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Raspberries & Miscarriages

by
author image Sarah Barnes
Sarah Barnes has been a professional writer and editor since 2004. She has been published in newspapers and regional magazines in the Wichita, Kansas area. Barnes holds a Bachelor of Arts in journalism from a Midwestern university.
Raspberries & Miscarriages
You don't need to avoid raspberries when you're pregnant. Photo Credit Hemera Technologies/PhotoObjects.net/Getty Images

Eating fresh raspberries won't cause a miscarriage. A tea made from the leaves of raspberries may have labor-inducing effects and should be avoided in your first trimester. Ask your doctor about the foods and herbs that are safe to consume during pregnancy, including raspberries.

Raspberry Leaf Tea

Rather than raspberries themselves, it's raspberry leaf tea that is said to help induce labor and could contribute to miscarriage in early pregnancy. However, pregnancy can sometimes cause unexpected reactions to foods, so consult your doctor if you experience anything unusual after eating raspberries.

Miscarriage

Raspberry leaf may stimulate the uterus when taken in large amounts, which is why it carries a miscarriage risk. If you're full-term, you may actually be encouraged to drink raspberry leaf tea, as some midwives believe it can help induce labor and aid delivery. However, its effectiveness isn't proven, so ask your physician before drinking the tea for this purpose later in your pregnancy.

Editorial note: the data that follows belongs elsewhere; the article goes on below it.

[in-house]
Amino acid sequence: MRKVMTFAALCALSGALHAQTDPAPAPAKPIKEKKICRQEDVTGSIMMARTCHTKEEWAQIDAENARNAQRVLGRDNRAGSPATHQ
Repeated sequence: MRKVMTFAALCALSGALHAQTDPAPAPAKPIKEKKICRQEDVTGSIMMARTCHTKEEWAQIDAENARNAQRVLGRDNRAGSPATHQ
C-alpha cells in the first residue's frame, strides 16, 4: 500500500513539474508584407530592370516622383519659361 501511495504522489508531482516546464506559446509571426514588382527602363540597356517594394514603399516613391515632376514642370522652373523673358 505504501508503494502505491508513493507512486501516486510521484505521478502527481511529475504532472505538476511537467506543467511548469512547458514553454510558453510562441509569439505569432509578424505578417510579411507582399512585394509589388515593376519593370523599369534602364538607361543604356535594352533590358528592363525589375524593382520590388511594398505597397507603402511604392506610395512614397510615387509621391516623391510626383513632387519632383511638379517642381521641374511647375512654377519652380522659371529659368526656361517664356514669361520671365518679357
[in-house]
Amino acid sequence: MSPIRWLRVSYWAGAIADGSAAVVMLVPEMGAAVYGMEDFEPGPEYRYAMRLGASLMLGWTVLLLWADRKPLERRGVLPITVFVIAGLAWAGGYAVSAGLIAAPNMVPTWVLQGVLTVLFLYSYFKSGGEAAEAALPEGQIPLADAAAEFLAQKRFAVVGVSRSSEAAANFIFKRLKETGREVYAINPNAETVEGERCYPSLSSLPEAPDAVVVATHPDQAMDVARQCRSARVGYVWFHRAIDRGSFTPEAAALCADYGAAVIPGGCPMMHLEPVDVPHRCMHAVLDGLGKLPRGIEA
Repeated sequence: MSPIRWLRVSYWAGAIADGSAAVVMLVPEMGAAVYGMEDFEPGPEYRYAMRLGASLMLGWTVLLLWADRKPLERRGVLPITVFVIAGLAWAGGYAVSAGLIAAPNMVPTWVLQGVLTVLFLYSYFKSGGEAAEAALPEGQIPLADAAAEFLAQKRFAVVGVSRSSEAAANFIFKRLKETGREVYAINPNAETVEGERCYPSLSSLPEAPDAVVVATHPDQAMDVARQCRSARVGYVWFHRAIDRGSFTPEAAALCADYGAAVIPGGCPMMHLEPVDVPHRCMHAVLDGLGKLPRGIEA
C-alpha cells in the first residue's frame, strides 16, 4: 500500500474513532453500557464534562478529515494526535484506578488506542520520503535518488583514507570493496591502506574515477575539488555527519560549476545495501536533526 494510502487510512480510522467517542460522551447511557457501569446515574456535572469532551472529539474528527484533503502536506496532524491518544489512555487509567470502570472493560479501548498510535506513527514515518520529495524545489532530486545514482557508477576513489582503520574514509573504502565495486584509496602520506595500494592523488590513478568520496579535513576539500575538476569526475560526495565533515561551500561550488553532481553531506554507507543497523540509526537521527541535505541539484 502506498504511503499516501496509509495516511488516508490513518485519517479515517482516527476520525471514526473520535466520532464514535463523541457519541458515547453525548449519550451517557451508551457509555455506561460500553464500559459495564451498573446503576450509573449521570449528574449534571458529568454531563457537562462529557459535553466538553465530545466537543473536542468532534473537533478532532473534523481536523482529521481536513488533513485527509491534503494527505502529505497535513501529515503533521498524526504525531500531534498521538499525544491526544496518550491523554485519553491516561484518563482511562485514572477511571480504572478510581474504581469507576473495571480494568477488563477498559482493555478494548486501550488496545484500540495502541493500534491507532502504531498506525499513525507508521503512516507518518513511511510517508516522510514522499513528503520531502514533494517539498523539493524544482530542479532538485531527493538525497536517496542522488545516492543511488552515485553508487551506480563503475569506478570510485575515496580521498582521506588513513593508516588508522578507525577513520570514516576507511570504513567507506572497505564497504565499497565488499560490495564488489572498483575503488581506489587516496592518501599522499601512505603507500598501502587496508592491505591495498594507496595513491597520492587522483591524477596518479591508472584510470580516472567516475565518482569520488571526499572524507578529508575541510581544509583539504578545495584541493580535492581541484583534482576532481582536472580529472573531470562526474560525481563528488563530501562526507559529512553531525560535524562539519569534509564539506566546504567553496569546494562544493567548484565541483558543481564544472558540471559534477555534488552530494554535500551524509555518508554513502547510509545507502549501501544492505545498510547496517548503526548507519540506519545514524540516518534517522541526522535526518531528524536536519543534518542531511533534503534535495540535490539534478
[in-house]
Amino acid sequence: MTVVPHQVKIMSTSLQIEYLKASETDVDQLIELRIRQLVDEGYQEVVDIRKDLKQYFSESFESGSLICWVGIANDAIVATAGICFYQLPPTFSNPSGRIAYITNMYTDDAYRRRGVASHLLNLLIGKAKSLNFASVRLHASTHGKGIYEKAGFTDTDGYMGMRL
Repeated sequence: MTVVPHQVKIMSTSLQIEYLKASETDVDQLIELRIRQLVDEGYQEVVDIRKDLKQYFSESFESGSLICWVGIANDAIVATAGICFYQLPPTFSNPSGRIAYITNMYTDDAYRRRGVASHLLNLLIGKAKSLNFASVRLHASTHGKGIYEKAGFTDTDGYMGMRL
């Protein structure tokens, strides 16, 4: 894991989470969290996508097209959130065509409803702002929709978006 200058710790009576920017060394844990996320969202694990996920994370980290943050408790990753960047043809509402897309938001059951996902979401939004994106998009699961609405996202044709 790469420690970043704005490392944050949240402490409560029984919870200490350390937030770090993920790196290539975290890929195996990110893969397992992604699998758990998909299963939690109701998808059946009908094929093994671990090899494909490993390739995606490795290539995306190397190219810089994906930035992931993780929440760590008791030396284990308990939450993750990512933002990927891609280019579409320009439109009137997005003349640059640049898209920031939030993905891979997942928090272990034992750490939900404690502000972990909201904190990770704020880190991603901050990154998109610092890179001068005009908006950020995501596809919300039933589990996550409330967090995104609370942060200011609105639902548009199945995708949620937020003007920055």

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Other Teas to Avoid

Raspberry leaf isn't the only herb with uterine-stimulating qualities. Other teas that may fall into this category include anise, chamomile, comfrey, ephedra, hibiscus, horehound, Labrador, licorice root, mugwort, pennyroyal, sassafras, stinging nettle leaf, vetiver and yarrow. Herbs such as lemongrass, rosemary and sage carry the same warning, but you can still eat foods that contain these herbs -- just avoid making teas out of them, as the brewing process intensifies them.

Alternatives

If you wish to avoid raspberry leaf tea during pregnancy, there are several safe alternatives. Most caffeine-free herbal teas that don't contain a uterine-stimulating ingredient should be safe. Consider peppermint or ginger root tea, which can help relieve morning sickness or other types of nausea. Many herbs have not been studied in relation to pregnant women, so always ask your doctor for the best advice regarding your pregnancy.

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